5p plastic bag tax has been effective

Retailers in England moaned about having to charge customers 5p for single-use plastic bags and the government dragged its feet.

P1030059The good news is that since introducing the tax the number of bags in use has fallen by 85% or six billion.

That’s a lot of bags, almost 100 for every one in the UK.

The money raised by the tax goes to charitable causes. Most are environmental projects but some supermarkets have committed to help dementia research at UCL.

Some supermarkets give all the money less VAT to to charity while others make deductions

Overall the scheme has succeeded in producing benefits to wild life and the environment.

England might have come late to the party – long after countries like Denmark, Brazil, China, Mexico, Morocco, sub-saharan African states, Ireland, Wales and Scotland  – but it made good in the end.

Now let’s tackle plastic micro-beads!

Tesco threatens to ban John West Tuna because of its destructive fishing methods

S1032717Last October I posted the blog below under the heading “John West Tuna. Not what it says on the tin”.

Now Tesco has said it will ban John West tuna (apparently Britain’s most popular brand) unless it stops its detractive fishing practices – which I described in my earlier post.

Tesco is the first big supermarket to pledge to sell tuna caught only using sustainable methods (although Marks & Spencer doesn’t sell it on ethical grounds).

Most retailers including Tesco have banned the use of fish aggregation devices (FADs)  for their own-brand tuna preferring “pole and line” methods but still sell brands such as John West and Princes which refuse to commit to stop using FADs.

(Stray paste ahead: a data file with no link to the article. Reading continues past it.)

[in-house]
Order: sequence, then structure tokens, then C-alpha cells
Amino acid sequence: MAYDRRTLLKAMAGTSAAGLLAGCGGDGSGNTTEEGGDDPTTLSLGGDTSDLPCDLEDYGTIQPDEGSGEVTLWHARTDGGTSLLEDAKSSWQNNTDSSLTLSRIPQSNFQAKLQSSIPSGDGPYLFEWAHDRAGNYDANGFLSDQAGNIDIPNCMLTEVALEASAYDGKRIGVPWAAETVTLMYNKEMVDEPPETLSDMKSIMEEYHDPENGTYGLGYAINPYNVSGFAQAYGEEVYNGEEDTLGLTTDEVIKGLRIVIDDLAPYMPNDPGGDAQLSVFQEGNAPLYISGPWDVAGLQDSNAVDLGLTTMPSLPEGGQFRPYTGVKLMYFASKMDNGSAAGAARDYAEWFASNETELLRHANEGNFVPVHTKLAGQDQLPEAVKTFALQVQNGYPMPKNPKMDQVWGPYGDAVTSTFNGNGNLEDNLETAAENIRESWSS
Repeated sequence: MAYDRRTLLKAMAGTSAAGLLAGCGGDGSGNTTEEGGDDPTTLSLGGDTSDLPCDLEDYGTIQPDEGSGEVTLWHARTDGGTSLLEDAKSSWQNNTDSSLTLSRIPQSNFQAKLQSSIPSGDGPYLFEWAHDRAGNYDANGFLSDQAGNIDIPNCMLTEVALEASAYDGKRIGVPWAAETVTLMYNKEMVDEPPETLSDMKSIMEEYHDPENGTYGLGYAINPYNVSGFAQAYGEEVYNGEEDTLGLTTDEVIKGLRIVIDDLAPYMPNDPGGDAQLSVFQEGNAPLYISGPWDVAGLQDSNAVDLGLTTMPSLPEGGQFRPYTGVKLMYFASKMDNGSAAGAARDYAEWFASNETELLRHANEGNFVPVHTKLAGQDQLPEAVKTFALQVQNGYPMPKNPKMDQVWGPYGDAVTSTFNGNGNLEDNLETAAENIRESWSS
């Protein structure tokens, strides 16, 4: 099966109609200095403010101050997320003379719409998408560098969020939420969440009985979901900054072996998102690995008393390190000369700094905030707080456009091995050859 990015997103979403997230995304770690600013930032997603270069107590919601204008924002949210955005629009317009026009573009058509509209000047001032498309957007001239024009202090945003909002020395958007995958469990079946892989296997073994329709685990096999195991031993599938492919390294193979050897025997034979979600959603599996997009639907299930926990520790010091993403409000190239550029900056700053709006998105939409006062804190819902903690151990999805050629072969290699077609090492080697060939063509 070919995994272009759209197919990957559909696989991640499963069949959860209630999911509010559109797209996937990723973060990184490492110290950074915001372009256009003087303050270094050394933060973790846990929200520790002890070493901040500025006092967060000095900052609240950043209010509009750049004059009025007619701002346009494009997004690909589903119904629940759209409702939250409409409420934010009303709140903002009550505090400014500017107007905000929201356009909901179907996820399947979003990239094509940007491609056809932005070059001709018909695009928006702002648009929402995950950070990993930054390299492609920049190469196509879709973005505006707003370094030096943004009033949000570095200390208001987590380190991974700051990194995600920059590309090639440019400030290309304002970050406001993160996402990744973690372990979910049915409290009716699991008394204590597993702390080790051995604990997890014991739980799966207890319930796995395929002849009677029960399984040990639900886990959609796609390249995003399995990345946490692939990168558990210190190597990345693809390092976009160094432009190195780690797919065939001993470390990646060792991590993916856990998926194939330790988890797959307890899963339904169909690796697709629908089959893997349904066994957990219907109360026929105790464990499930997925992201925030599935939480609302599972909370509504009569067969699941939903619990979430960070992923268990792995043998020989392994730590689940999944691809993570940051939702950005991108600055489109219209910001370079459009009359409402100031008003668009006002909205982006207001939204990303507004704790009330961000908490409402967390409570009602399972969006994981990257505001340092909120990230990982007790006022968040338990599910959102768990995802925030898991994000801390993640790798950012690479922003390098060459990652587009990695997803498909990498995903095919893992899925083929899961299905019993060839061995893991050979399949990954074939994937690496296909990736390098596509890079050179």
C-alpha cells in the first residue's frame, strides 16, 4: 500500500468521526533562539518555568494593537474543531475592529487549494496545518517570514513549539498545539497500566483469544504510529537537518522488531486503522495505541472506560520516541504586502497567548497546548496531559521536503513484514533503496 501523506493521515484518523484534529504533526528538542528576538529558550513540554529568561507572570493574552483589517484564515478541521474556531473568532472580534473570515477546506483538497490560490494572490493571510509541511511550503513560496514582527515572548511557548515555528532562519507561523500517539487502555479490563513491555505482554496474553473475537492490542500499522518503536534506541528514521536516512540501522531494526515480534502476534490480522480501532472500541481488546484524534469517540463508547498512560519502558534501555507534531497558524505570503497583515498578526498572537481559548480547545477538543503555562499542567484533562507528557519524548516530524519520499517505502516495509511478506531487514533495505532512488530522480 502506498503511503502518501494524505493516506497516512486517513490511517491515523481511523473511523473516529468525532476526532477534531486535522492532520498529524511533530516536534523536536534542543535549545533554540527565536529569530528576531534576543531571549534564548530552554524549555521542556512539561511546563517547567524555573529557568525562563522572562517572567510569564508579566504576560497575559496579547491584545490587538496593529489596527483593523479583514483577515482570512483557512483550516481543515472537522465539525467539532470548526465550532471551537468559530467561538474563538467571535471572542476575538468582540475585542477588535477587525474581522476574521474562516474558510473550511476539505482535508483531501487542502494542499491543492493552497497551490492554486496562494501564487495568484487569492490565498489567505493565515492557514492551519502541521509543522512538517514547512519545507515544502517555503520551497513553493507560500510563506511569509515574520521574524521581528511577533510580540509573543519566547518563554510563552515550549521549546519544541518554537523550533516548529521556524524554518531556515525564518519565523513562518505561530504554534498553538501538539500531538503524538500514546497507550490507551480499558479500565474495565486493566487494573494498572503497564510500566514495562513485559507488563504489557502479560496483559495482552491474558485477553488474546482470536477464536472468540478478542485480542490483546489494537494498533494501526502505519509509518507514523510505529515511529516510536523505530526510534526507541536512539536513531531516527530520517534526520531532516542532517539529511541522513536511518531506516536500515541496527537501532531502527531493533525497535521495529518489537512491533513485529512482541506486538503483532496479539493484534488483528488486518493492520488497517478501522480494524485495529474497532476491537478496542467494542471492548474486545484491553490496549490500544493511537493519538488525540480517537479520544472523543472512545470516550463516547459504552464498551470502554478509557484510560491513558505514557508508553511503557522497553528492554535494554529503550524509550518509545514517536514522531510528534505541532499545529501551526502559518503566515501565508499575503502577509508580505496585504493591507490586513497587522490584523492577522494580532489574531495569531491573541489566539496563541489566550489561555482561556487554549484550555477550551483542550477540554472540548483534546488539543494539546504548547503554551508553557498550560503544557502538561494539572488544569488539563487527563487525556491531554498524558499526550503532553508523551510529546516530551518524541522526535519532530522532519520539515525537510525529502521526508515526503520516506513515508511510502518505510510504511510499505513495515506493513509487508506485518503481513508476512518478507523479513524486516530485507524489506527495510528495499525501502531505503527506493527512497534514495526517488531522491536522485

A Tesco spokesperson said it had decided to apply the same sustainable standards to all the tuna it sold.Tesco will allow brands sufficient time to meet these requirement but expect their plans to be ambitious, credible and publicly communicated”

Greenpeace said “Supermarkets have a responsibility for what’s on their shelves and not just what’s in their own-brand products so it’s great to see Tesco taking that seriously.”

John West’s response was “John West shares Tesco’s aspiration to increase the level of sustainable tuna available to consumers and, like Tesco, we recognise Marine Stewardship Council accreditation’s the best guarantee of sustainability. Our goal is that by 2018 all our seafood will be either MSC or Aquaculture Stewardship Council certified or engaged in an improvement project to bring up these standards